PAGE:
— beginning Sunday, April 3 @ 4PM
In Big Sur and throughout the West, a new economic wave spurred by the internet is causing dramatic impacts. Some immediately presenting issues: workers’ housing, short-term rentals, the commercialization of neighborhoods, traffic congestion along Highway 1, and the intrusion of helicopters, drones, and other electronic devices in the backcountry and in backcountry neighborhoods.
The Henry Miller Memorial Library will host Nowhere Is Our Real Home, a speakers series aimed at shedding light on the overall new economic wave itself—"the natural amenities economy"—while also addressing the specific local issues (listed above) that the new internet-driven economic wave is causing. The series begins with author David Gessner on April 3 (see below) and then resumes on the first Sunday in June. Speakers also include Kenneth Brower (Not Man Apart), Don Usner (The Natural History of Big Sur), and Malcolm Margolin (Life in a California Mission: Monterey in 1786). HMML will also produce it own local programs on Jaime de Angulo, Robinson Jeffers, and Henry Miller.
To begin the series, HMML is pleased to announce…
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— Sunday, April 3 @ 4PM
David Gessner, award-winning author of All the Wild That Remains: Edward Abbey, Wallace Stegner, and the American West and nine other books, opens the series with an exploration of what it means to find (and keep) a real and wild home in our "virtual age." As part of a generation of writers who have followed Gary Snyder and Wendell Berry, Gessner will discuss his own "post-regionalist philosophy" about what home and its relationship to the wild might mean now. And he will use Wallace Stegner, Edward Abbey, and Wendell Berry as touchstones.
Please visit www.henrymiller.org or call 831.667.2574 for updates and more details
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(Disclaimer: I'm on the HMML board of directors and also one of the co-creators of the "Nowhere" speakers series.)
Spent Friday and today (Sunday) at the Monterey Jazz Festival—dialed in on Charles Lloyd and his trio Sangam (Friday) and his New Quartet (Sunday). Both performances different—and dazzling.
Also saw the relatively new film on Lloyd—"Arrows into Infinity." Apart from all the vintage footage—and a helpful reflection on Lloyd's time in Big Sur—drummer Eric Harland has an endearing segment on what the hell it's like to try to play between fabled tablas player Zafir Hussain and Lloyd.
And about halfway down a page of videos on Lloyd's webpage is the Montreux 1982 performance of "Forest Flower Sunset" with Michel Petrucciani. Lloyd had gone into seclusion for a decade in Big Sur — and the young Petrucciani traveled from the south of France to show up on Lloyd's doorstep.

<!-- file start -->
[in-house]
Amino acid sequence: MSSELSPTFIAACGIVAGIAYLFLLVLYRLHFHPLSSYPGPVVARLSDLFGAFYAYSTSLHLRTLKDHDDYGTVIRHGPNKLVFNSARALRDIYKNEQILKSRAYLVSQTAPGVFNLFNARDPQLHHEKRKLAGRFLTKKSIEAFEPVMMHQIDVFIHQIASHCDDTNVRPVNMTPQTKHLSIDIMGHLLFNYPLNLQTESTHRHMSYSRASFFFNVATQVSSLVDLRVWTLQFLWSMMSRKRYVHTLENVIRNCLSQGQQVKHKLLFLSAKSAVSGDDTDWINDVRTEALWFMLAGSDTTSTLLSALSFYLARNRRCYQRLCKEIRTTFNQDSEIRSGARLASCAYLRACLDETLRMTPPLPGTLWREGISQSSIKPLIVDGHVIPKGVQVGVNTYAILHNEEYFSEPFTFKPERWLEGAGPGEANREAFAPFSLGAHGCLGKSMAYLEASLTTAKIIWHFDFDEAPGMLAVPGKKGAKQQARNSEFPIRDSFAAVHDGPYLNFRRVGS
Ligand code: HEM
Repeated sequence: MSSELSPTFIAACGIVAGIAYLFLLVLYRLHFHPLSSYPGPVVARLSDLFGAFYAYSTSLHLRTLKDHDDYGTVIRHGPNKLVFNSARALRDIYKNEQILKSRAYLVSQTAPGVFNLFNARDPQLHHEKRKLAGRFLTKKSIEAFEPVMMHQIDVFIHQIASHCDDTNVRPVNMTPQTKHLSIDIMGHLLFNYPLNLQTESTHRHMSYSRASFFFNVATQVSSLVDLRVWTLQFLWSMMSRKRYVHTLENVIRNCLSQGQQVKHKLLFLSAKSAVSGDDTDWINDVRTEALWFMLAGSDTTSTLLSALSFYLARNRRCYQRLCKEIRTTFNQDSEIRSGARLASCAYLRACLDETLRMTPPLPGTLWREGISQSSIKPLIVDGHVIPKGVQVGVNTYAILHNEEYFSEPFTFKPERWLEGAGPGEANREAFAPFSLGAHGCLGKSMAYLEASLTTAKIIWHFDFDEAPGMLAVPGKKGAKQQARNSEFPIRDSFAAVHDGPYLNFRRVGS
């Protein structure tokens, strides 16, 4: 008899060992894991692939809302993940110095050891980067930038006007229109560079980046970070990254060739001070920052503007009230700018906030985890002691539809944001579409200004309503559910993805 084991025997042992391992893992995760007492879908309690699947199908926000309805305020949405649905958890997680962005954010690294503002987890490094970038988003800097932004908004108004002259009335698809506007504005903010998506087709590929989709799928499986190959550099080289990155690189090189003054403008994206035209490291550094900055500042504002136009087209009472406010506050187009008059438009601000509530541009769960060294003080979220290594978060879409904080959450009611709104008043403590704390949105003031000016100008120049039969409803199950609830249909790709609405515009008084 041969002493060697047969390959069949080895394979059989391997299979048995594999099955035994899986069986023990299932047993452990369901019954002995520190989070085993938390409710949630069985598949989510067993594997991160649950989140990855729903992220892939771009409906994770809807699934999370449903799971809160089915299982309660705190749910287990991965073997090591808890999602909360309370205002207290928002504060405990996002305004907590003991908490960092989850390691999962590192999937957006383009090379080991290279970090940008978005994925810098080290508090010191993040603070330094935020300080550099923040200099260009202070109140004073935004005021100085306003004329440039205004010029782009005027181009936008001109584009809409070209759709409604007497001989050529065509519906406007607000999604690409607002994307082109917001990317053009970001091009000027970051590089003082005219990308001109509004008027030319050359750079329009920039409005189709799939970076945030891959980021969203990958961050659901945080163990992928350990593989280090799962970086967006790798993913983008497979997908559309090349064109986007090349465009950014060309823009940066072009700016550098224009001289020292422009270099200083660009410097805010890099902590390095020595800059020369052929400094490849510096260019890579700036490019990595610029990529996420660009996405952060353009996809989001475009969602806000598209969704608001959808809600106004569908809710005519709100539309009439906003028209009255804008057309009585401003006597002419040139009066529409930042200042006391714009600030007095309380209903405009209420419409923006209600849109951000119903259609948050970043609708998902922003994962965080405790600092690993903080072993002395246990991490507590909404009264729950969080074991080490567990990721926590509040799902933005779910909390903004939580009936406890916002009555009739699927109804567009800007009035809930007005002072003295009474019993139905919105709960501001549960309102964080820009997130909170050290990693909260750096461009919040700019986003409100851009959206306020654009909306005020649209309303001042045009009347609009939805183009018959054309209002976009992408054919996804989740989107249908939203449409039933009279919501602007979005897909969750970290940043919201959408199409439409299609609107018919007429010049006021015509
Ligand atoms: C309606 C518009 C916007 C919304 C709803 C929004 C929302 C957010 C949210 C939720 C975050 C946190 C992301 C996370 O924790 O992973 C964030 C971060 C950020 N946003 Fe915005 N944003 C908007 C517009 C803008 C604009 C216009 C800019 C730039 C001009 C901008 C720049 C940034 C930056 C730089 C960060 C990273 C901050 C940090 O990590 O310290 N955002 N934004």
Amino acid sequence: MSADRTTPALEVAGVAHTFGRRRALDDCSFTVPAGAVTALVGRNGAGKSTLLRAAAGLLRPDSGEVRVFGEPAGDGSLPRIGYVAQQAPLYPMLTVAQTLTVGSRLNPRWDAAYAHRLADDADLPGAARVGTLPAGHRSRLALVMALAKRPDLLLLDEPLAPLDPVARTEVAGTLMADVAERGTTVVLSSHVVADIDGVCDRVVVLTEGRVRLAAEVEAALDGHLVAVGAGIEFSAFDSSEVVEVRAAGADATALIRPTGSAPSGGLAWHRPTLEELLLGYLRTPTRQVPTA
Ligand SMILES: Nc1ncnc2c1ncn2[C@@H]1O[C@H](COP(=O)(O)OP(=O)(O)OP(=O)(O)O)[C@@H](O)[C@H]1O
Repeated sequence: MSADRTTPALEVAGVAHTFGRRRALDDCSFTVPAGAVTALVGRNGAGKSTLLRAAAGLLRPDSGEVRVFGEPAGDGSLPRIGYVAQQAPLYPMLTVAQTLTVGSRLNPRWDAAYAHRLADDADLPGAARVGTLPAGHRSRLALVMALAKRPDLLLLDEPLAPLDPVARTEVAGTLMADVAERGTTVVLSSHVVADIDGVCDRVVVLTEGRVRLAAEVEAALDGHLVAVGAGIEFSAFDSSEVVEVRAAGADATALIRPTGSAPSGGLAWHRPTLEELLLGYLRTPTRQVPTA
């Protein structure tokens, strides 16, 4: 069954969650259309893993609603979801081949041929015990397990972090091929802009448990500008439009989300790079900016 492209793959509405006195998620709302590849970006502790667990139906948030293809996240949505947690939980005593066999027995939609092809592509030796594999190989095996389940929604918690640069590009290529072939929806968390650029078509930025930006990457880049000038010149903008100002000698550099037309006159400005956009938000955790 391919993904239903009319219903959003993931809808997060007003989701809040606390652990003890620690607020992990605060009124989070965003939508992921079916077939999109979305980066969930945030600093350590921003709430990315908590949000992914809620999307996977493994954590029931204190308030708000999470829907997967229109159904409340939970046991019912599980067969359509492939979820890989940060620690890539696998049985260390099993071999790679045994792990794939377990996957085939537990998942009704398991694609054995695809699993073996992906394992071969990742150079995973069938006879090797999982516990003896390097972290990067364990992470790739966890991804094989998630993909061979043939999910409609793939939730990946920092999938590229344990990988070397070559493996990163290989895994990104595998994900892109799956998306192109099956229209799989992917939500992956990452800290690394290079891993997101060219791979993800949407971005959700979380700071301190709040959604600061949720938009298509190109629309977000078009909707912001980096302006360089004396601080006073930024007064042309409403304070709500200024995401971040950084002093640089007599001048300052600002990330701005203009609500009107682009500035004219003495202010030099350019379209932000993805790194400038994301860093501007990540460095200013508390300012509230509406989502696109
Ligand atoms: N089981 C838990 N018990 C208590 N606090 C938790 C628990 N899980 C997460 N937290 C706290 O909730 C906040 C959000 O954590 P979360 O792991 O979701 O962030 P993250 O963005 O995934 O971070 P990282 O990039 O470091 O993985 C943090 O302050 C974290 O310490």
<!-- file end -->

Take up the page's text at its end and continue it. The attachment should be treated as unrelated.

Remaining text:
And here's a performance of "Soaring" by the New Quartet.
Anyone have this LP?
It is the wildness of these mountains—and the wildness of this coast—that makes human life meaningful here.
No coincidence that these three values are conjoined: freedom, wilderness, and solitude.
Fight fiercely for each one—in order to preserve them all.
The Ventana Wilderness Alliance is hosting the upcoming "Wild and Scenic Film Festival."
Date: Saturday, September 13
Place: Golden Gate Theater in Monterey
Time: 7 pm
In addition to presenting "wild and scenic" films located in other wildlands, the VWA's evening will also present original stories filmed in our own wild coast.
When you're building a vibrant local culture, it's not enough to curate. You must also create.
In the history of artistic events at the Henry Miller Memorial Library—which has encompassed everything from the intimacy of poetry readings to the senses-wide-open theater of the Big Sur Fashion Show—the most memorable events are those joined at birth with the wild coast itself.
You can watch The Sandpiper anywhere. But why?
Every other venue in the world (including your own living room) ties for second place is comparison with watching The Sandpiper on the big screen under the redwoods at HMML.
Thursday, August 28
Henry Miller Memorial Library
The Sandpiper won the Academy Award for Best Original Song for Johnny Mandel's and Paul Francis Webster's "The Shadow of Your Smile" (aka "The Love Theme from The Sandpiper")—and the song also won the Grammy Award for Song of the Year in 1965.
You can both listen to and watch the visual and sound poem of the opening credits and music here...
And/or...you can step outdoors (if you live in Big Sur) or drive up (or down) coast and join us in the place itself.
Richard Burton's elegant Welsh/British tones are dramatic and theatrical. But no more dramatic and theatrical than the coast itself. And from the homage to Jeffers through the vignettes of people and places on the coast, Burton's prelude is a fit depiction of a place and time.
"It must be wonderful to live in such a place...forever."